“Let The Right One In” (2008)
The annals of cinema history have presented us with a few child vampires, from “Salem’s Lot” and “The Lost Boys” to “The Little Vampire” to Kirsten Dunst‘s Claudia in “Interview with the Vampire.” But to represent all those bloodsucking siblings, and indeed her own reincarnation as Chloe Moretz in Matt Reeves’ remake “Let Me In,” we’re going with our favorite-ever underage Ancient, Eli in Tomas Alfredson‘s wonderful “Let The Right One In.” Adapted from the great book by Swedish author John Ajvide Lindqvist , the film follows Eli (a brilliantly melancholic yet ruthless Line Leandersson) a centuries-old vampire trapped in the body of a (seemingly) prepubescent girl, whose colossal loneliness (she is provided for, only ineffectually, by an older man who is part lover, part slave) finds some relief when she befriends her bullied, isolated 12-year-old neighbor Oskar ( Kåre Hedebrant ). There are elements in the book that Alfredson’s films plays down or avoids — such as the issue of paedophilia in Eli’s relationship with her “minder,” as well as the question of her gender — but mostly it’s a masterful work of adaptation featuring Alfredson’s exceptionally meticulous visual control, and a beautifully sad little horror film to boot, with a perfectly crooked little turn from Leandersson at its cold, unbeating heart.
“The Shining” (1980)
Famously, Stephen King doesn’t like Stanley Kubrick’s film of his book “The Shining,” preferring instead a three-part miniseries version that he scripted that starred Steven Weber and Rebecca De Mornay. Stephen King is right on many things, but he is utterly wrong about Stanley Kubrick’s film of “The Shining,” because it’s one of the greatest horror movies ever made, and probably the best film on this list. Though the images we think of when we remember the film probably involve Jack Nicholson axing his way through the door, the film’s title refers to the special telepathic power possessed by young Danny Torrance (Danny Lloyd), whose parents are looking after a snowy hotel in Colorado for the winter. From early on, Danny has horrifying visions or premonitions before they even get there, the source of some of the film’s most notable imagery, and things only get worse as the film goes on. King often risked over-mythologizing the titular shining (not least in the difficult-to-comprehend belated sequel “Doctor Sleep“) but Kubrick keeps things just on the right side of ambiguity, with Lloyd (who gave up acting and is now a community college professor) proving to be a powerful conduit for it, not least when he terrifyingly brings imaginary friend ‘Tony’ to life.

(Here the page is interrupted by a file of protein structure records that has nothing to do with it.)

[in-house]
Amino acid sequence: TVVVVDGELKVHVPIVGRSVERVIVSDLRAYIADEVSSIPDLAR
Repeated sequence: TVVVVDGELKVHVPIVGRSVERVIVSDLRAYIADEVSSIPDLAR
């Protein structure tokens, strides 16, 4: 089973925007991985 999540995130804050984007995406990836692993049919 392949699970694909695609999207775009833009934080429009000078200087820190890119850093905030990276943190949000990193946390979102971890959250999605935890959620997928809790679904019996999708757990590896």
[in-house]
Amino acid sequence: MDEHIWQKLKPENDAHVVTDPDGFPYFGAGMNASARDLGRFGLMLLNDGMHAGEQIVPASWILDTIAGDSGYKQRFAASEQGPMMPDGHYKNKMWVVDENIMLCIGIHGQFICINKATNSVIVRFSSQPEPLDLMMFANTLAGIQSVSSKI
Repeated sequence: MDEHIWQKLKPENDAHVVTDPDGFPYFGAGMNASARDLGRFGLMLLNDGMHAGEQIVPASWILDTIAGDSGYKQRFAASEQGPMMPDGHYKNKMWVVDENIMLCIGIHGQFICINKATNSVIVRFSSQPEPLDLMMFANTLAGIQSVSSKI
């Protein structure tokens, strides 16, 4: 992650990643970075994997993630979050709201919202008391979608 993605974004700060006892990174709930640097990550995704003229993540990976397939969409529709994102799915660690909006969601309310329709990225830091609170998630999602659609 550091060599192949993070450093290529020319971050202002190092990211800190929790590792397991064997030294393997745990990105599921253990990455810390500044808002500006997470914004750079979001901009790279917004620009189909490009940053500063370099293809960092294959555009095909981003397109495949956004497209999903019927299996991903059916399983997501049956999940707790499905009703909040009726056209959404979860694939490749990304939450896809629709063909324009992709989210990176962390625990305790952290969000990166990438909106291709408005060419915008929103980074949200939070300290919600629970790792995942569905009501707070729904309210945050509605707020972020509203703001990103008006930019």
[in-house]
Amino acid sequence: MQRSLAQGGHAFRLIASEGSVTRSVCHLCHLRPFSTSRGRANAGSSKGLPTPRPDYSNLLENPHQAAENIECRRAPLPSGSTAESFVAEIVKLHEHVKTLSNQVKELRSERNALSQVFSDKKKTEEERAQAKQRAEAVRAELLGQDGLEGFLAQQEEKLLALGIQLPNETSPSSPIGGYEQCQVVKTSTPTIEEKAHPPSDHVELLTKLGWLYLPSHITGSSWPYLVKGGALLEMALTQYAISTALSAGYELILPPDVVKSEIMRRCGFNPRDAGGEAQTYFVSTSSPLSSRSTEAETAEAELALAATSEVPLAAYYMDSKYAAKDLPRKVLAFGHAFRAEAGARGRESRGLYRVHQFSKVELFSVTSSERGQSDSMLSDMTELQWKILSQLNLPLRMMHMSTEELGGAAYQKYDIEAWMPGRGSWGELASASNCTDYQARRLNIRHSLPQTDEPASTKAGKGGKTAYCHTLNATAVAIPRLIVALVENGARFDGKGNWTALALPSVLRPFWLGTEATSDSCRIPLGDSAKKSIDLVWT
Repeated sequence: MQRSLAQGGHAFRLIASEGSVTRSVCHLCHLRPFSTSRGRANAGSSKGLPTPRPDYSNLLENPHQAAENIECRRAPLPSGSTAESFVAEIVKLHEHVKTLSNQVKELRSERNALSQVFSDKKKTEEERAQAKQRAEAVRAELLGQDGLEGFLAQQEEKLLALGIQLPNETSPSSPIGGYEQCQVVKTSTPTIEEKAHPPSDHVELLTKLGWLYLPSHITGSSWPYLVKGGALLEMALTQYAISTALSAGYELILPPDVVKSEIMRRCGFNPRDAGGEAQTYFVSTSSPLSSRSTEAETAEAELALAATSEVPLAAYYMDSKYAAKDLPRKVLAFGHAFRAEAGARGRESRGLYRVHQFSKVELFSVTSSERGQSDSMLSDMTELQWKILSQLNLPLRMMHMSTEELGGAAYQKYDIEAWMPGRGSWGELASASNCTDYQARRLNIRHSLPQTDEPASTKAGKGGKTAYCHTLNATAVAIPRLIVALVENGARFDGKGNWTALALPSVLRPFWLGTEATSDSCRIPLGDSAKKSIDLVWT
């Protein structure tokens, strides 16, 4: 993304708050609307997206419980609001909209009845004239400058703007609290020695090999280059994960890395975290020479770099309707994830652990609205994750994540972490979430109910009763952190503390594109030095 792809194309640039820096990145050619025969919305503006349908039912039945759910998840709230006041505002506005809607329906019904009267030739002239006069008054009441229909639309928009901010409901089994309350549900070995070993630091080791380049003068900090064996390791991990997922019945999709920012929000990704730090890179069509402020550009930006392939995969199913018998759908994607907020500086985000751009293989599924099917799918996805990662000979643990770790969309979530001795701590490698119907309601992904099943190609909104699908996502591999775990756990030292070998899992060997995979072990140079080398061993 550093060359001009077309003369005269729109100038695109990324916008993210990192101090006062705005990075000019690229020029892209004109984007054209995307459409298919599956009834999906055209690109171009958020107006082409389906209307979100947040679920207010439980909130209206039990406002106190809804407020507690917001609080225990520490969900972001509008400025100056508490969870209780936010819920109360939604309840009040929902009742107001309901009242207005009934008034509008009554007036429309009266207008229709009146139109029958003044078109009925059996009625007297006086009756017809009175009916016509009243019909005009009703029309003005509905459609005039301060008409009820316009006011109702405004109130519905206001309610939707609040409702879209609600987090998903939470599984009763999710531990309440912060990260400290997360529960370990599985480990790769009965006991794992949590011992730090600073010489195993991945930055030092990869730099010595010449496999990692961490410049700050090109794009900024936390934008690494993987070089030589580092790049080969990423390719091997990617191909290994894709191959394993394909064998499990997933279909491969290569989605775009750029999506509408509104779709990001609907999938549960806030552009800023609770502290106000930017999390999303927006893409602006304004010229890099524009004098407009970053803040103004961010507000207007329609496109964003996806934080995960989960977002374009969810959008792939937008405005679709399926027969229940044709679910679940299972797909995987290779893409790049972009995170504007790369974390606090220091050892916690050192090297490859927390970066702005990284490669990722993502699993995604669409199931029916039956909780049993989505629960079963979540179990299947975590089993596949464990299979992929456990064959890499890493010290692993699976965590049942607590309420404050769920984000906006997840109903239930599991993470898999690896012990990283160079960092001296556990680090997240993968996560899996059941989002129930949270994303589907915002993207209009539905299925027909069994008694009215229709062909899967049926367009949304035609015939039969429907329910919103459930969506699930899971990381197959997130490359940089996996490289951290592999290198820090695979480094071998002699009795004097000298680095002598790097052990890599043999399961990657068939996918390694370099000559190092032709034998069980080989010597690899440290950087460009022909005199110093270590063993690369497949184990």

Are little Miles and Flora (Martin Stephens and Pamela Franklin) actually pursuing a grotesque incestuous affair because they’re possessed by the evil souls of two deceased servants, or is it all in the repressed and increasingly hysterical mind of their governess Miss Giddens (a brilliant Deborah Kerr)? Jack Clayton‘s classic psychological horror, based on Henry James‘ “The Turn of the Screw” achieves such a brilliant balance and maintains it with such chillingly evocative filmmaking that it’s impossible to say if these two children even belong on this list. One way or another though, whether because they are actually communing with the dead or because the disintegrating mind of Miss Giddens has conjured them into demons, Miles and Flora are among the creepiest children cinema has ever brought us, especially since the most unnatural thing about them is actually the most natural — their bond as siblings. With a screenplay co-written by Truman Capote, who reportedly added many of the film’s Southern Gothic flourishes, like the decaying vegetation of the mansion’s overgrown garden, as well as its brilliantly suffocating Freudian overtones, it’s little less than a masterpiece of twisted necro-paedo-hysterio horror, and reportedly prompted Francois Truffaut to dub it “the best English film after Hitchcock goes to America.”